Split Seconds Decide Day Two of Henley Royal Regatta

If day one of Henley Royal Regatta was about firsts, day two was about seconds - split seconds - as the racing level ratcheted up a gear and there was a stream of head-to-head Henley side-by-sides down the gladiatorial 2,112-metre Course. The Princess Elizabeth Challenge Cup (Junior Men’s Eights) produced a series of classics on its second day, closely followed by The Visitors' Challenge Cup (Intermediate Men's Coxless Four) and The Island Challenge Cup (Student Women’s Eight).

There was drama until the very end of the day and whilst it looked like being remembered for close racing, no one knew quite how close until an Anglo-French duel got up close and personal in race 77. The Club de L’Aviron de Vichy and Cercle de L’Aviron de Lyon, France and Oxford Brookes University boats clashed spectacularly metres before the line in The Visitors' Challenge Cup (Intermediate Men's Coxless Four). 

Matthew Pinsent, the Race Umpire ordered a re-row and 50 minutes later they almost clashed again at the start. Pinsent was busy with his flag for much of the race before Brookes, the holders, held on to keep their hopes of defending their title alive. 

The Prince Philip Challenge Trophy (Junior Women’s Eight) promises the same tomorrow after the leading crews all laid down mightily impressive markers. In just its second year, the strength of The Prince Philip, renamed to commemorate The Duke of Edinburgh, a keen sportsman, who passed away last year, was underlined by its first day of competition.

First up and most impressive of all was the performance of Hinksey Sculling School. The emergence of Hinksey, a community rowing club in Oxford, which has a focus on junior rowing, has been one of the great rowing stories of the last two decades and of the Regatta. They shone at Henley last year, narrowly losing the Britannia Challenge Cup (Men’s Club Four) to a powerful Frankfurter Germania, rowing with an assortment of borrowed oars and a borrowed boat from Radley College. In their first appearance in the Regatta in 2019 they were knocked out in the first round of the Fawley, so their curve of improvement is astonishing.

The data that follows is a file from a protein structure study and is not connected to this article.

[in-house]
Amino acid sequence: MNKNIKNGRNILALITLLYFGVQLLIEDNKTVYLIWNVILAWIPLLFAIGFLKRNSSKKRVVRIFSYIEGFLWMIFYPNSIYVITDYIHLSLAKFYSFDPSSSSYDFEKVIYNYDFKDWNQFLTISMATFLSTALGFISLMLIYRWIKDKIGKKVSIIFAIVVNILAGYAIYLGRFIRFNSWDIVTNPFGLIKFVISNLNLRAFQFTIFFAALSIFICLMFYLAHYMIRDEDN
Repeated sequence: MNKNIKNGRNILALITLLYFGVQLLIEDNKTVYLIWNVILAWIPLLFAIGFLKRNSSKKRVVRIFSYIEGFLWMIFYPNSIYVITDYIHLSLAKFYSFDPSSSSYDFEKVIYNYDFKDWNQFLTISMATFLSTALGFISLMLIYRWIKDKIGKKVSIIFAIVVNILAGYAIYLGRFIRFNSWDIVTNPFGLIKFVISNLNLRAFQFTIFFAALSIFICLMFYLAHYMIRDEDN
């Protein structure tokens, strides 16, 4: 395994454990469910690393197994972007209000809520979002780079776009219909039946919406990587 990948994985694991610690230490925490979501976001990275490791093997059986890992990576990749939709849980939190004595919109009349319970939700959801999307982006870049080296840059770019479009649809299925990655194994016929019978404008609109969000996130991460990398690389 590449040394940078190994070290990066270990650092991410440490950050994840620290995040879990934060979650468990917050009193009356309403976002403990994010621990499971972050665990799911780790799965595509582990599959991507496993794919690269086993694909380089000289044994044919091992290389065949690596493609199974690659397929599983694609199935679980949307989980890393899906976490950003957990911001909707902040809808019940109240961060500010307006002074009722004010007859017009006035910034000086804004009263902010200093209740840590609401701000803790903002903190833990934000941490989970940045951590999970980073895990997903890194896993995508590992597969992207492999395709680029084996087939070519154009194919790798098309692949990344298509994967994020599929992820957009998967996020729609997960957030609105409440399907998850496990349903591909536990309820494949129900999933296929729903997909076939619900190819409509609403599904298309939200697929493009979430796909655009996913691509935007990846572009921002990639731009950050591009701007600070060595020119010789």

The sculling school had never entered the sweep events before last year and now, with just nine girls in their programme they have produced an eight to worry the best that Australia have tomorrow (Thursday). Hinksey will face St. Catherine’s School, Australia who provide half of Australia’s junior national squad and eased past Shiplake College on Wednesday morning. 

Hinksey and Ramsay turn up the heat

Hinksey made mincemeat of the headwind with the fastest start of the day. They were not the only ones cooking up a storm - celebrity chef Gordon Ramsay was at the Regatta today. 

"More important for us is the speed in the middle part of the course."

In Race 6 of the day, Hinksey set a benchmark to Barrier (2:11; just past the quarter-mile, where leaders with clear water traditional ease off) as they controlled the local favourites, Shiplake College. Bodo Schulenburg, the Director of Rowing, played down expectations. “We don’t look at that too much; we’re a young, light crew, so for us it’s easier for us to get up to speed,” he said. “More important for us is the speed in the middle part of the course. We’re definitely happy, but there’s a lot that can happen.

We have to see now how we hold up against the Australians. We haven’t swept at all before last year. We aimed to see if we can make a Henley final this year, so we didn’t focus too much on results in the early part of the season, but then we got a bronze in the Nationals and then a semi-final in the Henley Women’s (Regatta). 

“We don’t have the same numbers compared to other programmes, we had nine girls in the PP programme, so we have to get them to be as good as they can be. 

“Rowing charities are traditionally very good at getting people through the door, especially from non-traditional rowing backgrounds, and showing them the life-changing effect rowing can have on young people’s lives. We have tried to add the performance element.”

The strength in depth of the three women’s events (the Wargrave - Club Eights, the Island - Student Eights and the  Prince Philip - Junior Women’s Eights) was evident yesterday and Schulenburg said they were already making a huge difference to what Hinksey was planning. 

"This has been transformative for a programme like ours."

“This has been transformative for a programme like ours,” he said. “It’s great for the sport that Henley has done this. We can keep so many more rowers involved, develop them a lot more and lead them to the next level. We are a junior rowing club, so we don’t have a lot of money coming from senior members and our philosophy is that anyone who wants to row can, even if they can’t afford to pay.”

Read about all action on the water here.

Highlights include:


Notes to the editor


Henley Royal Regatta, founded in 1839, is the best-known rowing regatta in the world, renowned for its match-racing.  It is one of the highlights of the summer sporting and social calendar in the UK, as well as the rowing calendar internationally.  Nearly 400 races are staged at the Regatta, featuring Olympians and emerging stars from around the world.

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